Delivering Impressive End User Experiences in Citrix Xen Upgrades - But Not as an Afterthought!
March 15, 2017

Colin Macnab
AppEnsure

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The move to Citrix 7.X is in full swing. This has improved the centralizing of Management and reduction of costs, but End User Experience is becoming top of the business objectives list. However, delivering that is not something to be considered after the upgrade.

Citrix XenApp and XenDesktop have been around for many years, delivering IT Ops an essential ability to centrally manage and control costs of App and VDI delivery. The move to a new architecture in Xen 6.X accelerated deployments and now the move to the latest improvements in Xen 7.X is in full swing. We see this occurring globally, with generally good results.

However, during these last two upgrade cycles, we have also seen the Digital Transformation of businesses, making delivery of an impressive End User Experience (EUX) now one of the most important objectives of the upgrade process.

We also see most upgrades following the tried and trusted legacy approach of, first deployment rollout, then performance monitoring and management. Unfortunately this approach is self-conflicting, performance as an afterthought is a legacy approach that has not resolved performance issues well post deployment. If EUX is the primary or an important objective, then it needs to be part of the planning and deployment process at the start, to achieve the desired results.


Oops, you did not approach your upgrade that way and now the users are complaining, the business is complaining and your management urgently wants IT to explain what all the time and money was spent on without resolving all the inefficient waiting that is the core complaint. Waiting to logon, waiting to access Apps, waiting for responses, waiting for the screen to refresh. Waiting!

So, what to do to resolve this and deliver the performance that is now demanded by all? Often we see the application of legacy monitoring and management tools used in other parts of the stack to try to understand what the problems are. However, these tools were mostly architected before virtualization was part of the design remit. Recent revs to these tools cannot get past that initial architectural limitation, so they rarely resolve anything or present any new visibility into the issues. The waiting continues.

Citrix itself offers little to address these challenges, the recent End of Life of Edgesight was effectively their exit from addressing the subject. There are several third party Citrix tools available that do address the subject, but they generally all are platforms for viewing the commodity data streams from Citrix and other sources in a single pane, not a source of real EUX measurements. While this can present some interesting observations, it does not rescind the old maxim, "commodity data gets you commodity results."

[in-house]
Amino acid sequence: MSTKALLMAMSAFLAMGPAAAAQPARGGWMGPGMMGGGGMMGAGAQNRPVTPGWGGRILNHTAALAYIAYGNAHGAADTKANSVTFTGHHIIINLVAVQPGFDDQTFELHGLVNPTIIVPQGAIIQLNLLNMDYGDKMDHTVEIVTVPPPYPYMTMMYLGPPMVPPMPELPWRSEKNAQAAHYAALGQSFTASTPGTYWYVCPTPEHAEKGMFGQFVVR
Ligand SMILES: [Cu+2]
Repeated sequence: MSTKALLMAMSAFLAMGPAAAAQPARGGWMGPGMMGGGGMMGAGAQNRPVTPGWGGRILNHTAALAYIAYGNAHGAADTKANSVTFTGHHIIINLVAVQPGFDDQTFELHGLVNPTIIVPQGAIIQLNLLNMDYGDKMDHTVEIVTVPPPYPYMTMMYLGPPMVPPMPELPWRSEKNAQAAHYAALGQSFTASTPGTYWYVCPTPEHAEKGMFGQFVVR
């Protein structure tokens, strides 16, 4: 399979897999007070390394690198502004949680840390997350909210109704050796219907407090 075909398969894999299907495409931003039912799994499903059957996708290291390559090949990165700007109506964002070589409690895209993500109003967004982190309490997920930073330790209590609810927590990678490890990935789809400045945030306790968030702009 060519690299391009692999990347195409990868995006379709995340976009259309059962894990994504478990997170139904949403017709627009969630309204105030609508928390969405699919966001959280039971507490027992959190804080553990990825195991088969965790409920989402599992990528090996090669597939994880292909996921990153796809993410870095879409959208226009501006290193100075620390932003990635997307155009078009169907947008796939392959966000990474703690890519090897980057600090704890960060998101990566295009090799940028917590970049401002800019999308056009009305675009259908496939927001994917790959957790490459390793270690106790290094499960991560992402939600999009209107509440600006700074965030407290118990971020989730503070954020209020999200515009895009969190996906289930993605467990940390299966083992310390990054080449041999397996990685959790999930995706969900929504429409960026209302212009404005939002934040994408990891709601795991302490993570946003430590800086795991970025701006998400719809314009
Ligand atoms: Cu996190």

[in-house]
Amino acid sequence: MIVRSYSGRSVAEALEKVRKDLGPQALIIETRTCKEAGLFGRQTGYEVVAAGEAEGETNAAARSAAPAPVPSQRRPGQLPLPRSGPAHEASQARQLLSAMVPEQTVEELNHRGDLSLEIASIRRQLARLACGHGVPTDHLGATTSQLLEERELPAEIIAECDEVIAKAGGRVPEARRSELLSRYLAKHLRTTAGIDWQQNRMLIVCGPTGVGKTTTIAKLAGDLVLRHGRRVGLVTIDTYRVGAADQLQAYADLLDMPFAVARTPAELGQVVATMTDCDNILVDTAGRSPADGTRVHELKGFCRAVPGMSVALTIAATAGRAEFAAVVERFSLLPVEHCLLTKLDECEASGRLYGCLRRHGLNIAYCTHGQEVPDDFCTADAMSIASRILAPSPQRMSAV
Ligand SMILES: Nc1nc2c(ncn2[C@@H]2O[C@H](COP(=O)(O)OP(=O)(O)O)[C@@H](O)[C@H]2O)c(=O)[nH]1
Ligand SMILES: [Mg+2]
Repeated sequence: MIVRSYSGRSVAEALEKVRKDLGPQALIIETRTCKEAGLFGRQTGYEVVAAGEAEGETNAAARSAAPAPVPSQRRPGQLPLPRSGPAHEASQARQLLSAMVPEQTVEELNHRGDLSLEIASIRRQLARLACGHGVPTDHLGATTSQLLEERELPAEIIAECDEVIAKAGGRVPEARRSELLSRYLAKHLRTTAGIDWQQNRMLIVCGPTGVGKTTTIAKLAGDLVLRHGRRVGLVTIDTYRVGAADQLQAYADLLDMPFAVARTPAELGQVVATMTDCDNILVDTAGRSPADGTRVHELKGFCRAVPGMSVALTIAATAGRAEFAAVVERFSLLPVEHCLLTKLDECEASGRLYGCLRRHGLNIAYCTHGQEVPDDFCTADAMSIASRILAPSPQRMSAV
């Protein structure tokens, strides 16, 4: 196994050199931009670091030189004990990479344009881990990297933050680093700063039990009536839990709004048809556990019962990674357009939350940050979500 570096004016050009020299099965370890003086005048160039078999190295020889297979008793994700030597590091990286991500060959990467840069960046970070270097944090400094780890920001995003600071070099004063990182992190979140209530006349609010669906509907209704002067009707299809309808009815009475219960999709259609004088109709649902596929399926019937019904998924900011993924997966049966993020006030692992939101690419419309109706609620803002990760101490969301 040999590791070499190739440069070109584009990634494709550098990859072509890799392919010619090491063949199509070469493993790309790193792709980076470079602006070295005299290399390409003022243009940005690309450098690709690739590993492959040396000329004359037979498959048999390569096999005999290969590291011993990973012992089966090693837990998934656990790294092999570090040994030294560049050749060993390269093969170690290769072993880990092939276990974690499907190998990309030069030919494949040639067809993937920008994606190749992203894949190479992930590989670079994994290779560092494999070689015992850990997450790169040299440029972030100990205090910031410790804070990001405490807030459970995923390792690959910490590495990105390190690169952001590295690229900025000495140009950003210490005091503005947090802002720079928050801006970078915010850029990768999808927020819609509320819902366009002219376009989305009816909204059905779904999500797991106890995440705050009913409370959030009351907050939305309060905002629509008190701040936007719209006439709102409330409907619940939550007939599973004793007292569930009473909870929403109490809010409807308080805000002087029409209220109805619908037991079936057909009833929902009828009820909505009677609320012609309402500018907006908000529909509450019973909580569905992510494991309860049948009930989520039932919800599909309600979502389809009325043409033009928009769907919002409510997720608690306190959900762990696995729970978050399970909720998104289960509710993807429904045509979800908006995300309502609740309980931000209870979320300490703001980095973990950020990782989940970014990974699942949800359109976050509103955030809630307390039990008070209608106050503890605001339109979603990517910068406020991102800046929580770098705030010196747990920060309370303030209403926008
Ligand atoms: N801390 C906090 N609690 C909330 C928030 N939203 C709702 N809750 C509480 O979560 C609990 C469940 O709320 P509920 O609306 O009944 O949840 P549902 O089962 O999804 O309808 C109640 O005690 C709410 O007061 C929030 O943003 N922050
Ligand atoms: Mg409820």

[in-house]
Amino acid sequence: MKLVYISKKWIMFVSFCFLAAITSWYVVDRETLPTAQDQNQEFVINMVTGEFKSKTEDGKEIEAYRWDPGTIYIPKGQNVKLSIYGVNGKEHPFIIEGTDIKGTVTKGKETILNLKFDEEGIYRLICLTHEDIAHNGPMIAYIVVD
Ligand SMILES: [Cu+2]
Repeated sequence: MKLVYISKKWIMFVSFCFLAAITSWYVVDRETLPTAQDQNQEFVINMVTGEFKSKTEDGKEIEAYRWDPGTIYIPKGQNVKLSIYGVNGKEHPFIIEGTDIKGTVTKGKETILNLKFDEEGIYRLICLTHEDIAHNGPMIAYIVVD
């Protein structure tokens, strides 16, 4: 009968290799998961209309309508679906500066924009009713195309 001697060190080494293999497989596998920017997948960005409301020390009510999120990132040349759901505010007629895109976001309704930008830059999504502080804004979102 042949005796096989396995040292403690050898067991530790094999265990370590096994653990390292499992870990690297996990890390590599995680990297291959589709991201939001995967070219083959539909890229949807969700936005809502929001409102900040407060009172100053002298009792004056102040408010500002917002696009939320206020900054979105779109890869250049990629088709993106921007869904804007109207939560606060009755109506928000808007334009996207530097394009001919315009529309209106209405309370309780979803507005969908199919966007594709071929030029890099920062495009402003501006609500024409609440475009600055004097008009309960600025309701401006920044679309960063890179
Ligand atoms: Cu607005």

There are a couple of tools that actually do try to measure performance, but they use synthetic transactions, which is another way at guessing what the EUX might be, not an actual measurement of the real transactions and experience.

However, in the end all these tools fall under the influence of the mistaken belief that in a dynamic, distributed, virtualized IT stack, it is possible to collect enough metrics on the availability of various silos of technology; Citrix Servers, CPU, Storage, Networking, etc. and other feeds to infer what the EUX will be. You cannot, there will never be enough data to find the correct real result. Worse, as these deployments grow more and more complex with DevOps continuously evolving the Apps, it is getting exponentially more complex to even attempt this approach.

Further, the third party tools available to monitor Citrix environments are confined to monitoring the Citrix silo only, a very incomplete and compartmentalized perspective. They provide large amount of data collected through API calls and PowerShell scripts from the underlying Citrix layers, but then require that subject matter experts review the logs after the fact and decipher the data to discover what is happening inside the Citrix silo.

Therefore, these are not real time solutions. These solutions also fail to provide end-to-end visibility through the complete stack and the breakdown of that end to end visibility hop-by-hop. As a result, they assist establishing the fact that the end-user experience degradations are not the result of the Citrix silo, but fail to identify the actual root cause.

In some cases, these tools advise that an end user experience is degrading, but do not provide the reason behind it. Knowing your end user is having a bad experience is important for the Citrix administrator, but not knowing why they are having a bad experience is very frustrating. Since delivering optimal end-user experience involves many hops and layers, just knowing that there is a degraded delivery still requires that the Citrix administrators drill down even further into the various segments of the delivery, if they need to understand the root cause. This is the primary reason why end-user experience remains an unsolved mystery in Citrix environments.

Colin Macnab is CEO and Founder at AppEnsure.

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